Mosquitoes are blood-sucking vectors that carry and transmit several dangerous diseases such as West Nile Virus (WNV), St Louis encephalitis (SLE), Western Equine encephalitis (WEE), and Eastern Equine encephalitis (EEE). WNV can cause a fatal neurological disease in humans, while encephalitis is an inflammation of the brain that can cause issues ranging from headaches to death. The best way to control the risks of getting bitten by mosquitoes and contracting one of these diseases is to reduce the mosquito population in an area. One non-chemical solution is to use mosquitofish to control mosquitoes in standing water on your property.
Mosquitofish (or “Gambusia affinis”) is a type of fish related to a guppy and native to the southern and eastern regions of the United States. Most are about ¼ inches long but can grow to a maximum size of 3 inches. Once placed in a water body, the mosquitofish immediately go to work eating mosquito larvae. One mosquitofish will eat as many as 100 larvae per day. In the right conditions, a mosquitofish will live 2 to 3 years.
Where can mosquitofish be placed?
Mosquitofish can be an invasive species if left to spread unchecked. For this reason, mosquitofish can only be placed in artificially created water areas.
|Appropriate Places for Mosquitofish||Never Put Mosquitofish in These Places|
|Ornamental ponds (with Koi is ok if the fish are small)
Unused pools with stagnant water
Animal water troughs
Other natural waterways or bodies of water
What else is important about a mosquitofish’s habitat?
- The equipment and water in a new pond may hurt the fish. The fish may die if the pond’s equipment includes copper pipes or fittings in contact with water. In this case, coat the pipes with a special paint, or if in construction, use plastic piping instead. Also, check the pH balance of the water. Mosquitofish live best in water with pH between 6.5 and 8.0. Water stored in whiskey barrels or wine barrels may have harmful chemicals in it. These containers must be soaked and flushed out several times before use.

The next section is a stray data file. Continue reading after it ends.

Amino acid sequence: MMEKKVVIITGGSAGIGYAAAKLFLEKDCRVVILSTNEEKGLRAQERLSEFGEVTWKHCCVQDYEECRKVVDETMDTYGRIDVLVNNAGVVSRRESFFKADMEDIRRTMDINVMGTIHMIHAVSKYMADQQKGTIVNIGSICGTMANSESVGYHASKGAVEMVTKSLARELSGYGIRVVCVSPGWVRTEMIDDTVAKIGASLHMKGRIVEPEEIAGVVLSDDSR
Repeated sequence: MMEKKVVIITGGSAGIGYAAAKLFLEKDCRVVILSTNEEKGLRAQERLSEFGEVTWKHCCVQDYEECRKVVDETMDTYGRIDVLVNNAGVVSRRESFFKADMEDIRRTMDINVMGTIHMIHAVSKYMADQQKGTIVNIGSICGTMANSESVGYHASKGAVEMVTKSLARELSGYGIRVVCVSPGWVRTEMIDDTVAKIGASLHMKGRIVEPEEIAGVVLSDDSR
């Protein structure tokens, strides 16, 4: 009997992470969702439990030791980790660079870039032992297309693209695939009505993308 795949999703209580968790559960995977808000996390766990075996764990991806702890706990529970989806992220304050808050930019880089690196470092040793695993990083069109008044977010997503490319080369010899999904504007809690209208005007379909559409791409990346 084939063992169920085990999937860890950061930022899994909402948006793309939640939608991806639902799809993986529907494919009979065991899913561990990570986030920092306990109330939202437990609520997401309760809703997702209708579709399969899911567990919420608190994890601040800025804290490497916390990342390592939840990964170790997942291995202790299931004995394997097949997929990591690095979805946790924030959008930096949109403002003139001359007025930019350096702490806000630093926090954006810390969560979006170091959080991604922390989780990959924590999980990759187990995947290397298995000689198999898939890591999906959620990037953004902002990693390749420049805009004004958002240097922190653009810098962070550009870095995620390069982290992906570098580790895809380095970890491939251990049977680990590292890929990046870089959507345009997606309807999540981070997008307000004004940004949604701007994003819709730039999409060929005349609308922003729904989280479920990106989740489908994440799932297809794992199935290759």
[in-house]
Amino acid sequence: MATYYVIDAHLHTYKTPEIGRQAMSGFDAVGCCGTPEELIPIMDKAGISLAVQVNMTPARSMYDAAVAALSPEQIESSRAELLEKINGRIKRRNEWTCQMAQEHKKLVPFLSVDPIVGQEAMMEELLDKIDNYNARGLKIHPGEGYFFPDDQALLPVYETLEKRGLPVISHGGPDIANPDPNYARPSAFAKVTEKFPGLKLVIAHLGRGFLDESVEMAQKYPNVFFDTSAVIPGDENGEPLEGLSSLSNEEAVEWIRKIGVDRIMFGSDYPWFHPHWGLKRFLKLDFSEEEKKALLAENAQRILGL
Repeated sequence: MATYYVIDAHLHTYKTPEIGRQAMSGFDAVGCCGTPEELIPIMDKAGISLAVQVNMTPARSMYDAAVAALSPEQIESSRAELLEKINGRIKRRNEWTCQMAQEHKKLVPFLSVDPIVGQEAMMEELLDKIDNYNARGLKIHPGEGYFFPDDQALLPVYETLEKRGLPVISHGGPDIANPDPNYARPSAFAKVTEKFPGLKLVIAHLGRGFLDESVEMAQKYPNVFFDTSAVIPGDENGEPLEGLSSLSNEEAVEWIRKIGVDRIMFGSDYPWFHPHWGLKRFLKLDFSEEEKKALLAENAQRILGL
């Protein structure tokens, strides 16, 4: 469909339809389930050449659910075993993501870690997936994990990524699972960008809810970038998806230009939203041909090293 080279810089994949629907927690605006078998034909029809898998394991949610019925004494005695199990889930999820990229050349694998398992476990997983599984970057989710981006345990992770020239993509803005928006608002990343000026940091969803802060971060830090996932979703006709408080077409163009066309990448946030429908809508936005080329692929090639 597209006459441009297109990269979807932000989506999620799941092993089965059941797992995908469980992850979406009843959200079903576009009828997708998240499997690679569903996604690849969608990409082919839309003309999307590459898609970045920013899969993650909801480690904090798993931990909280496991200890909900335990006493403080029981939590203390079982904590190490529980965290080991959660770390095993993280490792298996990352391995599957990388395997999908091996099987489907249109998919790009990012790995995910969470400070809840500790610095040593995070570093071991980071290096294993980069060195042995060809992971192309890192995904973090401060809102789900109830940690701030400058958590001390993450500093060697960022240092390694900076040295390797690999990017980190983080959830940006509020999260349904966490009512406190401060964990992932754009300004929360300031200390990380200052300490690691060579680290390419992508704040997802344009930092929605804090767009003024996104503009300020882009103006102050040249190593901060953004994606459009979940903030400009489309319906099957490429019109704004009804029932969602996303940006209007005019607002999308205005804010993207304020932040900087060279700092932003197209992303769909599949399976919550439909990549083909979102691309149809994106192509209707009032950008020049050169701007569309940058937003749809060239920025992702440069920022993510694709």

- Watch out for predators. Raccoons, possums, cats, heron, egrets, and Koi fish larger than the mosquitofish may all consider these swimmers a nice snack. Use rocks in the pond to help the fish hide out while inactive.
- Get rid of duckweed. Duckweed is a tiny floating plant that spreads as a cover over a pond, especially if the pond has rotting organic debris in it. Fish will have a hard time surviving in this condition. Clean out the duckweed first, and regularly maintain the surface of the pond.
- Algae is good, but too much is bad. Green algae are little plants growing on the bottom of the pond that produces oxygen suitable for the habitat. However, if there is too much, the fish can’t get to the larvae and won’t effectively control the mosquito population.
- Unicellular algae needs to be observed. This is the kind of algae that turns water green. It’s not harmful, but it can signify that there are other things in the water, like debris, that should be cleaned out.
- Scoop out tree leaves. Pine, oak, eucalyptus, and other trees contain harmful chemicals to fish. Too many leaves (or needles) in a pond will make the fish sick.
If you’re interested in free mosquitofish to control mosquitoes on your property, contact JCVCD today!
The Jackson County Vector Control District (JCVCD) is your resource for education and solutions to reduce the risk to you, your family, and your neighbors related to disease-transmitting pests. Vectors are living organisms that can transmit diseases between humans or from other animals to humans. Oregon’s most common vectors include mosquitoes, flies, rats, and ticks.
For example, JCVCD distributes free mosquito fish to Jackson County residents with ponds or other forms of stagnant water such as unused swimming pools. Mosquito fish feed on mosquito larvae, reducing the population of mosquitoes in your area. Contact JCVCD for more information about getting free mosquito fish or obtaining other educational materials.